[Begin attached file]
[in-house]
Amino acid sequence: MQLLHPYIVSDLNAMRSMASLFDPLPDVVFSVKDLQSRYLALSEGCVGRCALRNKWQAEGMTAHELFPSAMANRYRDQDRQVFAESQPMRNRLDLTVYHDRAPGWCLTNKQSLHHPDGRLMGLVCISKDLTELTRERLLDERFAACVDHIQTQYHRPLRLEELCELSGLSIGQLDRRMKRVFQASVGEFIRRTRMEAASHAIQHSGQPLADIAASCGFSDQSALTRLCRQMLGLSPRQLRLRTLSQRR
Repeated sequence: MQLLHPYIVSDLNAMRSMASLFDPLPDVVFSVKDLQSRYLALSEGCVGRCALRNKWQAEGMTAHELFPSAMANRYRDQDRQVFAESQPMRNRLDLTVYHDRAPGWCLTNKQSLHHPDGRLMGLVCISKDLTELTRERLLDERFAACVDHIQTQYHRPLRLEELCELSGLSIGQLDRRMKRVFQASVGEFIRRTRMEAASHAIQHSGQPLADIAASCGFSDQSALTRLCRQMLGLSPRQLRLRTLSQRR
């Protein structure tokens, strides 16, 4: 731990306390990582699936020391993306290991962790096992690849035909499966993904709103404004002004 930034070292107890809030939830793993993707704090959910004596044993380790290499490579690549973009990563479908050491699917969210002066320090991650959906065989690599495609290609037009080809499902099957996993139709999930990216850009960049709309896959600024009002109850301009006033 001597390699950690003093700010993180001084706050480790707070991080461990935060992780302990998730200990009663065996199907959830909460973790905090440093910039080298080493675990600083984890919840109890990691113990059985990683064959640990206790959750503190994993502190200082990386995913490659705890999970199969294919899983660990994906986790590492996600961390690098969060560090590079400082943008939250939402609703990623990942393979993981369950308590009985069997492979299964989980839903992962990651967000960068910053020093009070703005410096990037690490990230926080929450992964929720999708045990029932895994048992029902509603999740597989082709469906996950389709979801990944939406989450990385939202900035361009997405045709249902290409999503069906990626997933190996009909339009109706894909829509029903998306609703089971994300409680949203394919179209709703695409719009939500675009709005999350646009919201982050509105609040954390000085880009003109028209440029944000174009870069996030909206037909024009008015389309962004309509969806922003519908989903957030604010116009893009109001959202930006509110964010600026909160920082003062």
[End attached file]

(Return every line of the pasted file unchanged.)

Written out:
[in-house]
Amino acid sequence: MQLLHPYIVSDLNAMRSMASLFDPLPDVVFSVKDLQSRYLALSEGCVGRCALRNKWQAEGMTAHELFPSAMANRYRDQDRQVFAESQPMRNRLDLTVYHDRAPGWCLTNKQSLHHPDGRLMGLVCISKDLTELTRERLLDERFAACVDHIQTQYHRPLRLEELCELSGLSIGQLDRRMKRVFQASVGEFIRRTRMEAASHAIQHSGQPLADIAASCGFSDQSALTRLCRQMLGLSPRQLRLRTLSQRR
Repeated sequence: MQLLHPYIVSDLNAMRSMASLFDPLPDVVFSVKDLQSRYLALSEGCVGRCALRNKWQAEGMTAHELFPSAMANRYRDQDRQVFAESQPMRNRLDLTVYHDRAPGWCLTNKQSLHHPDGRLMGLVCISKDLTELTRERLLDERFAACVDHIQTQYHRPLRLEELCELSGLSIGQLDRRMKRVFQASVGEFIRRTRMEAASHAIQHSGQPLADIAASCGFSDQSALTRLCRQMLGLSPRQLRLRTLSQRR
């Protein structure tokens, strides 16, 4: 731990306390990582699936020391993306290991962790096992690849035909499966993904709103404004002004 930034070292107890809030939830793993993707704090959910004596044993380790290499490579690549973009990563479908050491699917969210002066320090991650959906065989690599495609290609037009080809499902099957996993139709999930990216850009960049709309896959600024009002109850301009006033 001597390699950690003093700010993180001084706050480790707070991080461990935060992780302990998730200990009663065996199907959830909460973790905090440093910039080298080493675990600083984890919840109890990691113990059985990683064959640990206790959750503190994993502190200082990386995913490659705890999970199969294919899983660990994906986790590492996600961390690098969060560090590079400082943008939250939402609703990623990942393979993981369950308590009985069997492979299964989980839903992962990651967000960068910053020093009070703005410096990037690490990230926080929450992964929720999708045990029932895994048992029902509603999740597989082709469906996950389709979801990944939406989450990385939202900035361009997405045709249902290409999503069906990626997933190996009909339009109706894909829509029903998306609703089971994300409680949203394919179209709703695409719009939500675009709005999350646009919201982050509105609040954390000085880009003109028209440029944000174009870069996030909206037909024009008015389309962004309509969806922003519908989903957030604010116009893009109001959202930006509110964010600026909160920082003062």